Baofeng UV-5R: First Impressions

My BaoFeng UV-5R arrived today, and I’m quite impressed with what I’ve seen so far.  The radio is pictured here.  For some reason, the Amazon picture shows a European-style plug adapter next to it, but understandably, this was not included.  For just over $35, I received the radio and the separately purchased programming cables.  The radio itself included the antenna, the battery and charger, a headphone which apparently doubles as a through-the-ear microphone, and a belt hook and carrying strap.  The cable included a little disc with the drivers, but apparently no programming software.

Since I’m a ham, immediately upon opening the box, I moved the little manual aside, installed the battery and antenna, and turned it on.  I grabbed another handheld, my Yaesu VX-3R in order to test the new radio.  There was an orange button marked VFO/MR, which I correctly assumed switched between memory and VFO mode.  I put the radio in VFO mode and proceeded to enter a frequency, 146.520.  Sure enough, it tuned in the frequency, but I noticed that the radio put itself on 146.500 instead of 146.520.  Undaunted, I tuned the other radio to that unusual frequency and determined that the new radio could, indeed, both transmit and receive.  It didn’t sound half bad.

After a bit of trial and error with the keypad, I determined that the radio must be set for 25 kHz channel spacing.  To changed the channel spacing, I correctly surmised that the “MENU” button would probably be required.  I pushed it, and it showed me that I was on menu #0, used for setting the squelch.  Using the up and down buttons, I found a menu entitled “STEP”.  and hit the menu button again.  Sure enough, the radio’s built in voice announced “frequency step”, and I used the up and down buttons until the display read 5.0K.  I hit “MENU” again, and the voice told me “confirmed”.  I hit “EXIT” and tried entering the frequency again.  Lo and behold, this time, 146.520 took when I entered it.

Emboldened by my ability to enter the frequency, I decided to try a local repeater.  I successfully entered the output frequency, 146.850.  I then started scrolling through the menus looking for a method to enter the offset frequency.  I found a menu reading “OFFSET 00.000”, and I correctly surmised that I needed to change this to 00.600, which I was able to do quite easily.  Unfortunately, I had to resort to the manual to determine how to turn the shift on and off.  It turns out that menu item is named “SFT-D”, which I’m told stands for “direction of frequency shift”.  I set this to minus.  Upon hitting the push-to-talk button, the display read 146.250.  And upon releasing it, the squelch tail of the repeater came back to me.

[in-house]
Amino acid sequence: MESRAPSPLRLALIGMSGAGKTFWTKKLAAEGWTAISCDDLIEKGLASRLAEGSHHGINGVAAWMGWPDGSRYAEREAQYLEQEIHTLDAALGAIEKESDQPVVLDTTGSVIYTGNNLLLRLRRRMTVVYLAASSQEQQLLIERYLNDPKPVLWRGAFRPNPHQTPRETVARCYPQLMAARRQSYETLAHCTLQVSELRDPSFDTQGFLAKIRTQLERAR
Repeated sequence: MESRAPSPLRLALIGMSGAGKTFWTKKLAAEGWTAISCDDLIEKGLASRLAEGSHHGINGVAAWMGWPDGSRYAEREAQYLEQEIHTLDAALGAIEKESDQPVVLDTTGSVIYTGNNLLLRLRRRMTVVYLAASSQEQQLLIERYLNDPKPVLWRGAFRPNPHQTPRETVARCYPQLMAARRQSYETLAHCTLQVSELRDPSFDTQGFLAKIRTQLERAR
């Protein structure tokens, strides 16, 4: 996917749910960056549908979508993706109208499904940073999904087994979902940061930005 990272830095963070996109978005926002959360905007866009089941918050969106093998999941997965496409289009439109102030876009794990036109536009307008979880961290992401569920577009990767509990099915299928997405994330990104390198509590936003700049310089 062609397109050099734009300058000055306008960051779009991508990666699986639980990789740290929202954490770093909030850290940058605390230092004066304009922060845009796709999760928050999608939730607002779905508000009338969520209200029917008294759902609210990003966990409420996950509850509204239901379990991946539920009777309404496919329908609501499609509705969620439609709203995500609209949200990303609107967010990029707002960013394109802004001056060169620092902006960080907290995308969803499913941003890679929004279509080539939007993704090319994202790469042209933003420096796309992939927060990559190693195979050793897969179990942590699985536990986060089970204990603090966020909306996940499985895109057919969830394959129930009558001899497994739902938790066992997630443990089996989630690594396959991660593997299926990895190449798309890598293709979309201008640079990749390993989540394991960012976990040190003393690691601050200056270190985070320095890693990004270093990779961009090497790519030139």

I put out a call, but nobody was around.  Therefore, I gave my wife the other radio and tried to work her.  Interestingly, I was making the repeater quite well, but the VX-3R, with less power and a smaller antenna, was extremely noisy.  She could hear me, but I couldn’t hear her.

Another ham came back to me and gave me a favorable signal report.  It turns out he was also using the same radio, and he congratulated me on getting the thing to work without resorting to the programming software.

Since this radio isn’t really designed for amateur use, it’s not really optimized for things such as repeater splits.  Therefore, I realized that to get the full potential, I would need to program it, which is why I ordered the programming cable.  Before resorting to the software, though, I decided to try out the receiver.  As expected, it received the NOAA weather broadcast on 162.55 MHz quite well.  But much to my surprise, it also received signals from Clearwater, Minnesota, and Red Wing, Minnesota with just the rubber duck antenna.  In short, the receiver seems to work quite well.